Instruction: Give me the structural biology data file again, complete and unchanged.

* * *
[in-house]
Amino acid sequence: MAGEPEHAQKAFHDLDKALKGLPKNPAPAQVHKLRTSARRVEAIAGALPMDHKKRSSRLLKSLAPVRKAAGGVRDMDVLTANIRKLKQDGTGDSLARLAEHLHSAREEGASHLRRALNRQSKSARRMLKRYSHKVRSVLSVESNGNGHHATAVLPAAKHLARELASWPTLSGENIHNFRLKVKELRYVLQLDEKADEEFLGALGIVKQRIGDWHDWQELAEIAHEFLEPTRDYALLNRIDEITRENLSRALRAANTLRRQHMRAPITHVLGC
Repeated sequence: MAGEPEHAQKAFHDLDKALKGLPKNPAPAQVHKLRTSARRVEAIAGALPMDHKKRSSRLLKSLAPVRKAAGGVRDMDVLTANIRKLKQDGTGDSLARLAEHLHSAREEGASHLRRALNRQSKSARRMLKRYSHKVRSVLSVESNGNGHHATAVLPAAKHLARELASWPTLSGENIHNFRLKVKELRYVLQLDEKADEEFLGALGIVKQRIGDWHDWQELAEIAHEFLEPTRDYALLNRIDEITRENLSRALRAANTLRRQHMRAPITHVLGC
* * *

[in-house]
Amino acid sequence: MAGEPEHAQKAFHDLDKALKGLPKNPAPAQVHKLRTSARRVEAIAGALPMDHKKRSSRLLKSLAPVRKAAGGVRDMDVLTANIRKLKQDGTGDSLARLAEHLHSAREEGASHLRRALNRQSKSARRMLKRYSHKVRSVLSVESNGNGHHATAVLPAAKHLARELASWPTLSGENIHNFRLKVKELRYVLQLDEKADEEFLGALGIVKQRIGDWHDWQELAEIAHEFLEPTRDYALLNRIDEITRENLSRALRAANTLRRQHMRAPITHVLGC
Repeated sequence: MAGEPEHAQKAFHDLDKALKGLPKNPAPAQVHKLRTSARRVEAIAGALPMDHKKRSSRLLKSLAPVRKAAGGVRDMDVLTANIRKLKQDGTGDSLARLAEHLHSAREEGASHLRRALNRQSKSARRMLKRYSHKVRSVLSVESNGNGHHATAVLPAAKHLARELASWPTLSGENIHNFRLKVKELRYVLQLDEKADEEFLGALGIVKQRIGDWHDWQELAEIAHEFLEPTRDYALLNRIDEITRENLSRALRAANTLRRQHMRAPITHVLGC